Macroeconomic Report & Economic Updates

January 23, 2017

Nigeria Economic Update (Issue 2)

Recent ranking by the World Bank, portrayed Nigeria as having a poor business environment based on the ease of doing business in 2016. Although, Nigeria moved one position forward from previous (2015) ranking, to attain the 169th position out of the 190 global economies reviewed4. This poor rating is resultant of a myriad of factors, including: difficulties in starting a business, enforcing contracts, inaccessibility to credit, tax payment issues, as well as unreliable supply of energy, and labour market regulations. Going forward, improving the efficiency of tax administration by adopting the latest technology to facilitate the preparation, filling and payment of taxes will be beneficial for the business community.

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Nigeria Economic Update (Issue 45)

Crude oil prices recorded increase during the review week. Global benchmark, Brent price increased from $61.42 to $63.522. Nigerias Bonny light gained 9.6 percent to trade at $64.78 per barrel. The weeks rise was at the backdrop of further prospective cuts agreement at OPECs meeting in November 2017 and political tensions and uncertainties in Saudi Arabia given that these events may likely reduce supply and support demand in the near term. Meanwhile, global crude oil market events have been favorable to Nigeria, as the price of bonny light at approximately $65 per barrel, reflects the highest in more than two years.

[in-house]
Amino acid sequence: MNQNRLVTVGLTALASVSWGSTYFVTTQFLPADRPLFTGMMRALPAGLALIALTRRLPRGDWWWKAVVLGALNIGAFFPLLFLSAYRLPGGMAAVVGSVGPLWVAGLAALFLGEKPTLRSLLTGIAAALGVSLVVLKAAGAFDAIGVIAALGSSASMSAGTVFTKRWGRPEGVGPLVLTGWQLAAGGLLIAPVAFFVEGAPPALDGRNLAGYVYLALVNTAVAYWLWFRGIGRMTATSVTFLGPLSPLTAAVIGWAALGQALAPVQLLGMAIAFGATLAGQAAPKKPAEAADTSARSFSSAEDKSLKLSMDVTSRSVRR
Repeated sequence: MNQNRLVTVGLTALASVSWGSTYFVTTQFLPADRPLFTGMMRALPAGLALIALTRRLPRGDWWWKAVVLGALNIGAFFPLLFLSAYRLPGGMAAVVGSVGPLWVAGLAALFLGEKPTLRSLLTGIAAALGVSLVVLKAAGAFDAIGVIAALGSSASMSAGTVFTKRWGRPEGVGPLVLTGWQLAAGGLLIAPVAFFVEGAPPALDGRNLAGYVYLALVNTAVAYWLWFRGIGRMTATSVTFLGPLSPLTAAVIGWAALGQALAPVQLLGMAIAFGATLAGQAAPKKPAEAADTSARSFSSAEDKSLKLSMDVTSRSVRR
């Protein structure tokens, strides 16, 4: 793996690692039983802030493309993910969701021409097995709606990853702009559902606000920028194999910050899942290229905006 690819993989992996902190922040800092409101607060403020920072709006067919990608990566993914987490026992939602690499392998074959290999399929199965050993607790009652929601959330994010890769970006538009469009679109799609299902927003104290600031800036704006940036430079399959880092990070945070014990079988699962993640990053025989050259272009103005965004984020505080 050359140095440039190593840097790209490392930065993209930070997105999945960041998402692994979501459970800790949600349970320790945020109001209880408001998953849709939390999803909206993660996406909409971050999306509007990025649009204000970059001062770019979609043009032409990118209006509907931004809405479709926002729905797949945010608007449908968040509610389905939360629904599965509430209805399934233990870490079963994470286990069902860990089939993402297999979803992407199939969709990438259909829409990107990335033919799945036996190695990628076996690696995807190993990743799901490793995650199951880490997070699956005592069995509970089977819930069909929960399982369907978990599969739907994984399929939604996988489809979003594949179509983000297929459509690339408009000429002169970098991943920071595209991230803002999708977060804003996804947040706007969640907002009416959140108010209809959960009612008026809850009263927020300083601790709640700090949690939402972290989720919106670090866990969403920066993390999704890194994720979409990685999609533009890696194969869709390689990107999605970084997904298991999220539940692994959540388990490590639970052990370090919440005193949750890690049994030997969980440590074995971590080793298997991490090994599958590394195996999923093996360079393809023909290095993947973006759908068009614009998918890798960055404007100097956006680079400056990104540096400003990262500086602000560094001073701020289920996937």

The Chinese Model Of Infrastructure Development In Africa

Infrastructural development is a key step in providing a competitive business environment for African economies. It provides the backbone for poverty reduction strategies and programmes designed to improve the livelihood of the poor. Africa is in dire need of infrastructural development. The absence of quality infrastructure in the continent holds back per capita economic growth by 2 percentage points each year and depresses firm productivity by as much as 40 percent (Escribano et al., 2008 and Kelly, 2012). Estimates suggest that around USD 90 billion is required to close Africas infrastructure gap annually until 2020 (AICD, 2010).